The post-Milton Bradley era got off to a rousing start for the Mariners, full of thrills and chills, rallies, impossible escapes, and even...
BALTIMORE — The post-Milton Bradley era got off to a rousing start for the Mariners, full of thrills and chills, rallies, impossible escapes, and even a brief bench-clearing incident.
But not the one storybook ending that looked to have been written.
The newest Mariner, Mike Wilson, making his major-league debut after 10 years kicking around the minors, seemed to have come up the hero. Twice.
But the Orioles rallied for two in the bottom of the 13th off closer Brandon League to pull out a 7-6 win at Camden Yards. Felix Pie’s one-out single off the glove of second baseman Jack Wilson tied it, and Matt Wieters’ two-out single to center won it.
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“A loss is always frustrating, but when you’re battling, and you’ve played such a long game, and you ended up on top going into bottom of 13th, it’s extra tough,” said League, who blew his first save of the season after converting his first nine.
Wilson made a perfect throw to save the game in the ninth, and later delivered a broken-bat single in the 13th to put the Mariners ahead, 6-5.
Wilson, called up on Monday after Bradley and Ryan Langerhans were cut, made an instant impact after entering the game as a pinch-hitter in the seventh, first with his arm. He gunned down J.J. Hardy in the bottom of the ninth trying to score the winning run from second on Nick Markakis’ single to left.
“It was a perfect throw,” said manager Eric Wedge. “It was aggressive, under control. He did a great job of making a great feed to Miggy (catcher Miguel Olivo).”
Said Wilson: “I saw the play before it happened. I just reacted to it.”
Then, in the 13th, after Jack Wilson had led off with a double to right off reliever Jeremy Accardo, Mike Wilson shattered his bat but punched the ball into left, just off the glove of shortstop Hardy, for his first major-league hit. Jack Wilson read the play perfectly and was running all the way, scoring the tiebreaking run.
“I was telling myself, ‘Go ball, go ball,’ ” said Mike Wilson, who added that he would tape together the broken bat and present it to his mother, along with the ball.
“It came at a perfect time. I got an RBI with it, it gave us a lead in the game. It was good to get that out of the way. You can’t ask for more than that.”
The perfect ending, of course, would have been for League to wrap up the save after Aaron Laffey had wriggled out of trouble in the previous four innings — the last time with help from ex-Orioles closer Chris Ray. The Orioles, who stranded 16 in the game, had the go-ahead run in scoring position with less than two outs in the ninth, 10th, 11th and 12th, yet never could get the clutch hit they needed.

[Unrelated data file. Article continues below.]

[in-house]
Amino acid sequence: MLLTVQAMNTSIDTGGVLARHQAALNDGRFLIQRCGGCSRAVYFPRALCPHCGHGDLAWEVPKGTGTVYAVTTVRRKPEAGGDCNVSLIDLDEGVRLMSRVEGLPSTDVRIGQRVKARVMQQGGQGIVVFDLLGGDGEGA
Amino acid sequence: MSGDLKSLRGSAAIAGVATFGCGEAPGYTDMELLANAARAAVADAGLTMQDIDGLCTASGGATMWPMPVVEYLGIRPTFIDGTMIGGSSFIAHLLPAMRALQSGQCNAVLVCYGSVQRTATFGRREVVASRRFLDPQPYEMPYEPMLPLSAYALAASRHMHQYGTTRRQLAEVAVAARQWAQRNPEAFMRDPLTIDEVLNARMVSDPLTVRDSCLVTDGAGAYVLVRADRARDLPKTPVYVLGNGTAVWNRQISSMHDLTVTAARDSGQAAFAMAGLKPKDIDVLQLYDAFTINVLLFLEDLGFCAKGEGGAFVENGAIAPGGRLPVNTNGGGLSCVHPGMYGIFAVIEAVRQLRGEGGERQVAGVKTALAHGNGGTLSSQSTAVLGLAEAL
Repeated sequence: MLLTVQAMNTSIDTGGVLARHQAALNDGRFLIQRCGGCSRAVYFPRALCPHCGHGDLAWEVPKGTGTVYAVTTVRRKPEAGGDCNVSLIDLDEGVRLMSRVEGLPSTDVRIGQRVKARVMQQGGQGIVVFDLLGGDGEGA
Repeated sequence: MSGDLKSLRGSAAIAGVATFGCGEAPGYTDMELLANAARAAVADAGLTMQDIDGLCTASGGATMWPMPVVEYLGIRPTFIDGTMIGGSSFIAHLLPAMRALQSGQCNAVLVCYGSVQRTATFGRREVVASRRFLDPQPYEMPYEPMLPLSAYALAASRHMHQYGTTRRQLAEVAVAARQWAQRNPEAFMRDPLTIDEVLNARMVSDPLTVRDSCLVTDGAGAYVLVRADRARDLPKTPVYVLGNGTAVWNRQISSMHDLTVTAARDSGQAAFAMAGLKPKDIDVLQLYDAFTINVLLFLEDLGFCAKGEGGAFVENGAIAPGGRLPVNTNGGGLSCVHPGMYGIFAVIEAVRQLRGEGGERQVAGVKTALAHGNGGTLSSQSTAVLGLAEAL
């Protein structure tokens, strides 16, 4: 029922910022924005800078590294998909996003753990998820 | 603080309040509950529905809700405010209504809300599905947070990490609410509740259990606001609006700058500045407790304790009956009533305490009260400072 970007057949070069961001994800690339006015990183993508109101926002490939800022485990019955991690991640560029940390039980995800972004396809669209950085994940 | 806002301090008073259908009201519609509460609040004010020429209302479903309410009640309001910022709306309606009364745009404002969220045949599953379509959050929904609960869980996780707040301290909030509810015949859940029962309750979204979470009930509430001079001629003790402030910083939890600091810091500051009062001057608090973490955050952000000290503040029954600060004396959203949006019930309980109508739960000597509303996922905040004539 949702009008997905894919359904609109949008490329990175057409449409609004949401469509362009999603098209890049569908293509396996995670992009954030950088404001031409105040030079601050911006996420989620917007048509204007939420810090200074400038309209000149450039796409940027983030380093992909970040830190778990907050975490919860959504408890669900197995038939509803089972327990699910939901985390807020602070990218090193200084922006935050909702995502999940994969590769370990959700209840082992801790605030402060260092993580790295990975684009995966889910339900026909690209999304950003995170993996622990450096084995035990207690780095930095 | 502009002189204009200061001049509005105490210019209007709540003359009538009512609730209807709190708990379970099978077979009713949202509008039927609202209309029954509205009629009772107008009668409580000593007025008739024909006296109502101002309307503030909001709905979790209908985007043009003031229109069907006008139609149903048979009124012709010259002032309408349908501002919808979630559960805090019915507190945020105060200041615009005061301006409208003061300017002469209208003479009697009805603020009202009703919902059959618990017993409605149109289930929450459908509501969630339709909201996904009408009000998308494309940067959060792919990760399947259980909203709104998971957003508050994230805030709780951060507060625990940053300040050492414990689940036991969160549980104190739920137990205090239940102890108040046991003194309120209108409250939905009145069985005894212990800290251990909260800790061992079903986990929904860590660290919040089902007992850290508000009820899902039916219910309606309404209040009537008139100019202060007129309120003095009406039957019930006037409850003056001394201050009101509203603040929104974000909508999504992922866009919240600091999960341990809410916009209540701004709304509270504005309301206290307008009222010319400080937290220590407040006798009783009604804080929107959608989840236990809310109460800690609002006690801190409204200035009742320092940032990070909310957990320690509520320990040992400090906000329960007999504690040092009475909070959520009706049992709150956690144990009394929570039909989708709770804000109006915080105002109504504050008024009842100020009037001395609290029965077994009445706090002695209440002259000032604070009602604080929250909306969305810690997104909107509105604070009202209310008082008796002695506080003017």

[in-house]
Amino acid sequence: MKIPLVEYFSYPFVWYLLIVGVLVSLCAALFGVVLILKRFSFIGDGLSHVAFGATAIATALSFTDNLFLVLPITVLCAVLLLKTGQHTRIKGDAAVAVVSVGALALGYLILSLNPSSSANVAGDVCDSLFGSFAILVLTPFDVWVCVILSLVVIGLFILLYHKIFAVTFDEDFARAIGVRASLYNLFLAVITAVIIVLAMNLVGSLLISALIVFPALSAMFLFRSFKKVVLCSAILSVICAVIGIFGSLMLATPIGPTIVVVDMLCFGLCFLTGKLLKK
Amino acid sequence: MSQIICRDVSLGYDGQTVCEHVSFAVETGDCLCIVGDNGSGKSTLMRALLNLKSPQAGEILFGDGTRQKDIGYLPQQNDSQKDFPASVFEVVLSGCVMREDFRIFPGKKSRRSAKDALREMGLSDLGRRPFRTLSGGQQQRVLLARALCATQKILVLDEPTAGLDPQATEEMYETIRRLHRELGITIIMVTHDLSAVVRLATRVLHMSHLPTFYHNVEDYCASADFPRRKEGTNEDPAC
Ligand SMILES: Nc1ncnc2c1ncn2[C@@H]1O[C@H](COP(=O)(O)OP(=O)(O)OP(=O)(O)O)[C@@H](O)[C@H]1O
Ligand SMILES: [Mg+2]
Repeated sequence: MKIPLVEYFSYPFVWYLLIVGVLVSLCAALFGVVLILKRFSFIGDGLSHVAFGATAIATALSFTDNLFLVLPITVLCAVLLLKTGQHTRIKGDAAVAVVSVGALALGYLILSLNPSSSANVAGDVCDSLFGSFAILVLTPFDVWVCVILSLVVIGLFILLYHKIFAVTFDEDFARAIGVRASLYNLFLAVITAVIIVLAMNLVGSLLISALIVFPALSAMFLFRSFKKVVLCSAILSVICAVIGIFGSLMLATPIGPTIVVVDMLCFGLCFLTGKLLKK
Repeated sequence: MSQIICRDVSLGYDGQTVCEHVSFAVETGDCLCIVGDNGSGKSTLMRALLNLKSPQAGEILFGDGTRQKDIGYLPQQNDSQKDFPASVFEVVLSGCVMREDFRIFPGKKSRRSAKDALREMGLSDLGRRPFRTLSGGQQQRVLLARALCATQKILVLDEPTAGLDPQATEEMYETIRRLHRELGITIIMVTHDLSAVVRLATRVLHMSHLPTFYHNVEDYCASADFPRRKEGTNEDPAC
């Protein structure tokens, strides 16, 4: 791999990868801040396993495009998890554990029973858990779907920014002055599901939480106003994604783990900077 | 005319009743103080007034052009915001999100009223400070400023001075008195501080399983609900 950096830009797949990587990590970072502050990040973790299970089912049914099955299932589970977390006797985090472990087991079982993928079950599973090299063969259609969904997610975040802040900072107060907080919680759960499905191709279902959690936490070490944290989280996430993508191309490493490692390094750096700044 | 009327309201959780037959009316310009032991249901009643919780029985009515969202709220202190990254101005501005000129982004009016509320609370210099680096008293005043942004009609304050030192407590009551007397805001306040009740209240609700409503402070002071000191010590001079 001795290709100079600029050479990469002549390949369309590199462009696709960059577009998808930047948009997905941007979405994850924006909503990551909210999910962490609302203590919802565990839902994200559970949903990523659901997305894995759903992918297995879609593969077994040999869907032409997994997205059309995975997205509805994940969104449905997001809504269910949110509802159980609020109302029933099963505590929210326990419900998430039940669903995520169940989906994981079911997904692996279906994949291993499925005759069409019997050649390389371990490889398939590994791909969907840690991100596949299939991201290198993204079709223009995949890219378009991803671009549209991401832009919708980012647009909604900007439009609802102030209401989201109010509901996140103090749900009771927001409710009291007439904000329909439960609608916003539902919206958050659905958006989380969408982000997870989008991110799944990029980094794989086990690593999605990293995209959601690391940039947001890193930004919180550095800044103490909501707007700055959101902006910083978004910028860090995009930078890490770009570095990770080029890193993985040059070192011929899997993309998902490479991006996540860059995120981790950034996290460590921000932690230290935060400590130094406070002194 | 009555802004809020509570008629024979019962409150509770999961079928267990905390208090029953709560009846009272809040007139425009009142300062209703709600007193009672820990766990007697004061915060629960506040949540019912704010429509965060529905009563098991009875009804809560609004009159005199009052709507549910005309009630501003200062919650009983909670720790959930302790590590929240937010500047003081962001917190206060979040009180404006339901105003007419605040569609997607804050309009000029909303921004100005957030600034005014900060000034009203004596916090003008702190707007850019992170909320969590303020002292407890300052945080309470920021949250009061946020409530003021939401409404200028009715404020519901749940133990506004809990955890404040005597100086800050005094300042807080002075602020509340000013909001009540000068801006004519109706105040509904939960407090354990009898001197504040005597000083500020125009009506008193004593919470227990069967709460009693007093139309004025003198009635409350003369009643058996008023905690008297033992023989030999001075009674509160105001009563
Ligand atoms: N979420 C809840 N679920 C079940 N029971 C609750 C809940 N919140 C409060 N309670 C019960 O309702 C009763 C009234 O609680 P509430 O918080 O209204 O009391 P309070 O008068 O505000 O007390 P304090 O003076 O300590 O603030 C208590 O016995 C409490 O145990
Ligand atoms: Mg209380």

But in the 13th, Markakis led off with a single off League. After Derrek Lee struck out, Jake Fox singled him to second. Pie then tied the score with his hit, a grounder that ate up a backpedaling Jack Wilson.
After Fox was thrown out at the plate on Adam Jones’ hard grounder to short, Wieters delivered his game-winner, a liner to center, as Pie easily beat Michael Saunders’ throw home.
“It was a hard-fought game on both sides,” Wedge said. “In the end, you figure one play was going to make the difference. Both teams were doing a good job of making plays. Both teams had an opportunity to win the game. But in the end, we just fell short.”
Wedge said of the ball hit to Wilson in the 13th, which looked like a potential inning-ending double-play ball, “He has to come get it. He started backpedaling to the ball. When you do that, it’s going to be a tough play. He had to come get that ball. If he does that, it’s probably a different outcome there.”
As it was, the Mariners lost their third straight game, despite rallying in the ninth inning to tie it on a two-out single by Justin Smoak off Orioles closer Kevin Gregg. Smoak was playing his first game as the Mariners’ new No. 3 hitter in place of Bradley.
The M’s also had a runner, Olivo, thrown out at the plate in the 12th, trying to score from first on Jack Cust’s double off the scoreboard in right.
The benches cleared briefly in the bottom of the 10th after Baltimore’s Felix Pie rammed into Smoak, who had fielded his slow grounder and was waiting to tag him. Order was quickly restored — the relievers were barely out of the bullpen before the field was cleared.
“He put his shoulder in me, and I didn’t like it too much,” Smoak said. “That was about it. We said something back and forth. It was two teams trying to do whatever they could to win — one of those moments.”
The game had innumerable “moments” — but for the Mariners, a frustrating outcome.
Larry Stone: 206-464-3146 or firstname.lastname@example.org